On the contrary, I don't believe that the public in either France or Britain would have felt that way. Poland would have invaded Germany and as such, Poland was the aggressor. The Poles couldn't even argue that they would do it because of Czechia, because they would have had to invade right then and not that much later.France was by no means as committed to a peaceful course of action as was Britain. If Poland attacked Germany in the summer of '39 it would be very difficult for Britian and especially France to stay out of it. The Poles could declare that they were going to war because Germany had invade Czechia some months before and had also withdrawn from a nonaggression pact with Poland. The public in France and Britain would unquestionably have felt the Poles to be in the right and be quite ashamed of their own governments if they stayed out.
Withdrawing from a non-aggression pact isn't a cassu belli in any case. Moreover, France a Britain were very reculant in helping Poland in OTL, why would they do any more if the country they are meant to defend starts attacking, even if they should side with Poland?
Additionally, with the events of WWI fresh in their minds, I doubt that the Frensh would have DoWed Germany on their own.
This would apply in OTL, but not when they would help a country which is attacking another country. However, I don't know if the treaty simply guaranteed the western border or if it guaranteed the border in case of an attack.One can say that the treaty would not have "obligated" Britain or France to go to war if Poland attacked - but they had recently guaranteed the Czech's new borders and certainly failed to act on their obligations. The only possible reason for Britain and France to go to war in 1939 was that failure to do so would have meant the fall of their govenments in the next election (possibly even sooner).
Seeing how willingly the OKW commited itself to the different invasions and how long the cast majority of the officers followed Hitler, I don't think there'd been the slightest chance this could happen.There is another dimension to an invasion of Germany. So far this discussion has ommitted the feelings of the German general staff towards the Nazi Party. There is a good chance that the generals would have used an invasion (by anyone) as their chance to get rid of Hitler. They may even have kept a front at a standstill inside of the German borders until they could negotiate a proper settlement with all the parties involved.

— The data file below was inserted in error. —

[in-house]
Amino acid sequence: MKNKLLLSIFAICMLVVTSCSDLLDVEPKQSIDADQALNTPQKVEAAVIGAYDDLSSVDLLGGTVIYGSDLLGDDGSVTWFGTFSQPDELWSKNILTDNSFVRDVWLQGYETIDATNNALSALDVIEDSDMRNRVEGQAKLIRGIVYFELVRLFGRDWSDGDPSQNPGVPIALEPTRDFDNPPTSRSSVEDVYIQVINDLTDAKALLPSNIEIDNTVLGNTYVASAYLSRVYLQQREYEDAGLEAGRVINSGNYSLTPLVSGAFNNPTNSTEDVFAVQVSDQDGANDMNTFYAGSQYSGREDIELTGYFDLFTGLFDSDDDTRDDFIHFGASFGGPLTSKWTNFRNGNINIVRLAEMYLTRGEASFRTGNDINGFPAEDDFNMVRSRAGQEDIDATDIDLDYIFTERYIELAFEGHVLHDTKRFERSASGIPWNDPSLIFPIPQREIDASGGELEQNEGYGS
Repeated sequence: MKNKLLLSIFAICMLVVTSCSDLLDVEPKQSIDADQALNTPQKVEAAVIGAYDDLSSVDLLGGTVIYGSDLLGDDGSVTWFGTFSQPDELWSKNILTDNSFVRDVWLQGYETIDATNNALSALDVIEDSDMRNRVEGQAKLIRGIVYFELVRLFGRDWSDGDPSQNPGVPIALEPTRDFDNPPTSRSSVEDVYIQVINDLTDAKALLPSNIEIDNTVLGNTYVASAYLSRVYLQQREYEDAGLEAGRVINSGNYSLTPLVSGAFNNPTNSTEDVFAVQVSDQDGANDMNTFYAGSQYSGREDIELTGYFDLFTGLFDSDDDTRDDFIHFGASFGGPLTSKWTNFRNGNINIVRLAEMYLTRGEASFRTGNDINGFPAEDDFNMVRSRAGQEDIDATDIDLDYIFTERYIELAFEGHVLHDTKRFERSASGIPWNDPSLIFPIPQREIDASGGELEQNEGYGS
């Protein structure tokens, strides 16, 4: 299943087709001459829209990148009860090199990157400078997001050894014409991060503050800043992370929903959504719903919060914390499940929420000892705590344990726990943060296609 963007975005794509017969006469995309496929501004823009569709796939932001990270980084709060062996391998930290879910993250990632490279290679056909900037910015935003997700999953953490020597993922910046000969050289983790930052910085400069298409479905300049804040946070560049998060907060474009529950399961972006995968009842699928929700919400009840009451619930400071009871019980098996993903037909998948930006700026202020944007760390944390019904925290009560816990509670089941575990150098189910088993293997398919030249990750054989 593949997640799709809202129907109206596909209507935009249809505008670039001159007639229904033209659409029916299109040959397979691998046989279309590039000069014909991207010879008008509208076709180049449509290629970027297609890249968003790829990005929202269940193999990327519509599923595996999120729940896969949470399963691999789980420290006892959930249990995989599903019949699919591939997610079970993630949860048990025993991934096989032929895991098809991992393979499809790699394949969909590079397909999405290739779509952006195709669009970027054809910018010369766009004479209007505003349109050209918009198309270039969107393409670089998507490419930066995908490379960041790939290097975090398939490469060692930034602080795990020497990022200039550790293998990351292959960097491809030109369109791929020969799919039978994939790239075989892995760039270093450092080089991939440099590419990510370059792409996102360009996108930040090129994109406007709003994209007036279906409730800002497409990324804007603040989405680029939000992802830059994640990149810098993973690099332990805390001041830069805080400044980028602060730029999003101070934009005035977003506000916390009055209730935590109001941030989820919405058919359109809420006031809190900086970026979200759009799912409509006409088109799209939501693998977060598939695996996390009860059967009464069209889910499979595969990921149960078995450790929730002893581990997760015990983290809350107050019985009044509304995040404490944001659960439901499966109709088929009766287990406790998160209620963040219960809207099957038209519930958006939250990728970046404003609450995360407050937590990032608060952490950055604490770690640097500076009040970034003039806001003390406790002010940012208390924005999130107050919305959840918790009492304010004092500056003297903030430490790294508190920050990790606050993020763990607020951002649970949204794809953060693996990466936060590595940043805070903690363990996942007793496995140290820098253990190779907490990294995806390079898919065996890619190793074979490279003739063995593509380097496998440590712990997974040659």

The flaw in your assumption is, that there were enough ethnic germans in the western part of Poland to make it impossible to move troops secretly. An attack by the Poles without the element of surprise would've been a lot less effective. Even with initial successes, they would still face the battle ready Panzer divisions. Without surprise, it's very hard to imagine that the Luftwaffe would loose a lot of aircrafts on the ground or that there would be even a couple of sunken ships. The loss ratio in aircraft would be even more in Germanys favour as the Polish AA units would play a much less important role here, at least initially.Would invading Germany have helped even if the above didn't pan out? I believe it might have been very beneficial - especially if we recall that this thread was started under the assumption that Poland had obtained the complete German plans. Given that they would have known troop dispositions and been able to direct their attacks against the most vulnerable German units - they could also have likely destroyed many German aircraft on the ground and even sunk a few ships before Germany could react. Considering that the battle of the Bzura saw a relatively successful Polish advance I see no reason that a number of simultaneous Polish offensives, made with full knowledge of German plans, would be any less successful.
I still don't see how the Poles would've managed to gain more than first day successes against an outnumbering army with a lot more and better equipment. Courage isn't bullet-proof.